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Stem Cell Therapy and Cell Transplantation
Synapse between transplanted cell (green) and host bipolar cell (red)
Synapse between transplanted cell (green) and host bipolar cell (red)

Photoreceptor loss is the ultimate cause of irreversible blindness in many retinal diseases, varying from complex diseases such as AMD to single gene disorders like retinitis pigmentosa. Repair of such damage by cell transplantation may be able to reverse the blindness. In general, repair of the central nervous system by cell transplantation is a complex issue, requiring the cell to connect to the right downstream and upstream neuron. Replacement of photoreceptor cells by cell transplantation is one of the most feasible types of central nervous system repair; photoreceptor degeneration initially leaves the inner retinal circuitry intact and new photoreceptors need only make single, short synaptic connections to contribute to the retinotopic map. So far, brain- and retina-derived stem cells transplanted into adult retina have shown little evidence of being able to integrate into the outer nuclear layer and differentiate into new photoreceptors. Furthermore, there has been no demonstration that transplanted cells form functional synaptic connections with other neurons in the recipient retina or restore visual function. This might be because the mature mammalian retina lacks the ability to accept and incorporate stem cells or to promote photoreceptor differentiation.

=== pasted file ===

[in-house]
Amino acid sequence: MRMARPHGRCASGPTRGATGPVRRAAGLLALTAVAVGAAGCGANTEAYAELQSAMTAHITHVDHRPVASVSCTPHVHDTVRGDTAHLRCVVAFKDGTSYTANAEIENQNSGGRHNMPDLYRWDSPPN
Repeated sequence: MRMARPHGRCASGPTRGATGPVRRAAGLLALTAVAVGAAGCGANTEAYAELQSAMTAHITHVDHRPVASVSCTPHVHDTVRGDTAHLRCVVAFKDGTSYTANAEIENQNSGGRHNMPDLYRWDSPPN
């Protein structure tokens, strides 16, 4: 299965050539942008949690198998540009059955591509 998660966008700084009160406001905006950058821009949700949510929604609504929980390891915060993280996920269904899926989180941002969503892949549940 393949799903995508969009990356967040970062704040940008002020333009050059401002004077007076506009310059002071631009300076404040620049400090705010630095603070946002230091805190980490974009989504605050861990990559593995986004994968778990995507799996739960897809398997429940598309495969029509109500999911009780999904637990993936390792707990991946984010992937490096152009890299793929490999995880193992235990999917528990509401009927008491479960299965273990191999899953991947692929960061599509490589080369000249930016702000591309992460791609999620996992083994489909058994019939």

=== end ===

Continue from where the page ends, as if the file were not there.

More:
We decided that a systematic approach to the development of successful stem cell therapy for photoreceptor cell loss requires two stages. Firstly, suitable stem cells need to be identified and cultured; a method of differentiation of these stem cells to the correct cell type prior to implantation needs to be established. Secondly, a protocol for the transplantation of the stem cells needs to be developed, allowing the implantation of the cells in the retina and the formation of synaptic connections.

Retinal repair by transplantation of photoreceptor precursors

Isolation, culture and differentiation of adult stem cells



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